For many young women, social networks are now a key part of the customer experience in the beauty industry. According to GfK (January 2017, France), 78 percent of them use social networks to find out about products either from their friends, celebrities or the brands themselves.
According to Instagram, young people involved in the beauty category are much more passionate than others: on average, they subscribe to and follow 486 accounts, four times more than the norm on the social network. They are also more engaged with an average of 245 followers, 2.5 times the norm.
Cosmetics brands are aware of the importance of social media and invest heavily in influencers which is driving consolidation in the market. Feelunique, a UK-based beauty e-commerce site, recently acquired French peer The Beautyst, which had 1,300 “influencers” and 600,000 followers signed up. The reason for this was that The Beautyst was the first site of its kind to integrate blogger-generated content in the purchasing path, including advice and tips on products that work. This user-generated social interaction has been central to driving the beauty ecosystem.
Direct digital contact proving popular
Trade magazine LSA (Libre Service Actualités) in May 2017 reported that “French people are more satisfied with their beauty purchases online than in supermarkets.” Similarly, a GFK study revealed that nearly one-third of women now buy more or as many beauty products online as they do in stores.
Increasingly, the physical and digital routes appear to be complementing one another, particularly as many new brands have used digital approaches to break through in an industry where competition is fierce.
Operating online allows new brands to avoid having to rollout large networks of stores. But there is a challenge to overcome in having a very specific audience: Omoye specializes in organic cosmetics using plants from Africa, while Baija in flower-based bath products and and Graine de Pastel in pastel products. Other brands target specific audiences such as women with a particular appearance or businesswomen.
Real and virtual in tandem
Another example of how fluidly the beauty ecosystem switches from real to virtual exists in famous name brands like L’Oréal and Clarins. These global players are now setting up direct online stores to complement their high street presence. Being able to interact with and sell to customers directly is attractive to L’Oréal, whose site has one billion unique visitors.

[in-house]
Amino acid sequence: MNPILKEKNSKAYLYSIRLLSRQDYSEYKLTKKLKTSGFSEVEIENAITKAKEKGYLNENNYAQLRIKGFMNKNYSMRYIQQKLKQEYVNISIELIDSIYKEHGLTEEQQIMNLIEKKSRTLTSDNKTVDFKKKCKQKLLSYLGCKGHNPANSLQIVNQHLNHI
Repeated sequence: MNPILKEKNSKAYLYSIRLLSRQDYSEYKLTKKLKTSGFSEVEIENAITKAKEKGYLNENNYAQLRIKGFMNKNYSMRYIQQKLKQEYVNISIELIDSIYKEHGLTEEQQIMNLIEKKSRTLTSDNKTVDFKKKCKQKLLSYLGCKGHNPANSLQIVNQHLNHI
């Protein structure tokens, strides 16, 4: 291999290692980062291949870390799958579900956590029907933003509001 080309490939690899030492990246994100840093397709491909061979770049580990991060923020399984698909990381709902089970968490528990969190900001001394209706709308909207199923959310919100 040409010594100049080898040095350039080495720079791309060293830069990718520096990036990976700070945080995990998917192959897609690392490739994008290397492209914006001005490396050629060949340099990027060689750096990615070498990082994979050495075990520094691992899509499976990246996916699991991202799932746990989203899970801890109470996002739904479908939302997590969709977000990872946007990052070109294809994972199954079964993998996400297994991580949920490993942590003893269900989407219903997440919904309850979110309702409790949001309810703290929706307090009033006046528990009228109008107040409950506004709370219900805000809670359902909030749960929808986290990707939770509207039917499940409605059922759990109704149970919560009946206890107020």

“The tip of the [digital] iceberg is the ramping-up of e-commerce, which was worth €60 million in 2010 and €1.3 billion in 2015. It is a priority channel for us. And it meets a very strong demand from consumers,” said Lubomira Rochet, L’Oréal Chief Digital Officer.
In 2016, L’Oréal created its first physical store, bypassing traditional third-party routes thanks to the links forged between the brand and its customers online. This flagship, inspired by the Apple Stores, has a ‘look bar’ and is designed to target millennials. Digital technology is everywhere in the Paris store, with new versions of the brand’s apps like Make-up Genius, Nail Genius and others on show and master classes from expert make-up artist Karim Rahman live on social media.
In 2017, Taiwanese startup Perfect Corp launched the app YouCam Makeup which uses face-mapping software to project different kinds of make-up onto selfies. “The success of this application, which was downloaded over 100 million times, shows the potential of connected beauty that is accessible to all budgets,” says Julien Romestant, economic intelligence director of Cosmetic Valley, which works to promote French SMEs and startups in the sector.
When it comes to apps and connected devices, the consumer beauty market is only just beginning. Key is not only integrating online beauty in this ecosystem, but also the personalization that digital transformation and the new customer experience have at its center. Individuals can now choose the products best suited to their personal characteristics as never before. Innovations vary, but good examples of digital “connected beauty” initiatives include Startup InsitU, for instance, which sells natural, customizable cosmetics online. Connected beauty mask Mapo, similar to a slumber mask, has sensors that analyze the exact level of hydration of the skin.
Samsung’s Lumini scientifically measures skin parameters via a camera that manages different light spectrums. This is directly linked to a dermatology adviser to help users select the best treatment for any problems detected. Another Samgung device, the S Skin analyzes your skin through a combination of cameras, photosensors, and conductivity sensors to measure factors like dryness and skin tone, then gives you advice on how to improve it. Another fun app is Nailbot by Preemadonna, grown out of the L’Oréal-Founders Factory incubator, which uses robots to painlessly prints patterns onto users’ nails – designs they can customize using a smartphone app.
What next for connected beauty?
Other disruptive technologies will gain footholds, such as augmented reality (AR), which can enable consumers to try out different looks and switch from one to another on their smartphone screens.
The “connected beauty” market, encompassing the fitness, well-being and lifestyle markets, is set to grow substantially between now and 2019, while connected beauty content online and on social media will continue to enable closer relationships between brands and young millennial women. Digital just got more beautiful.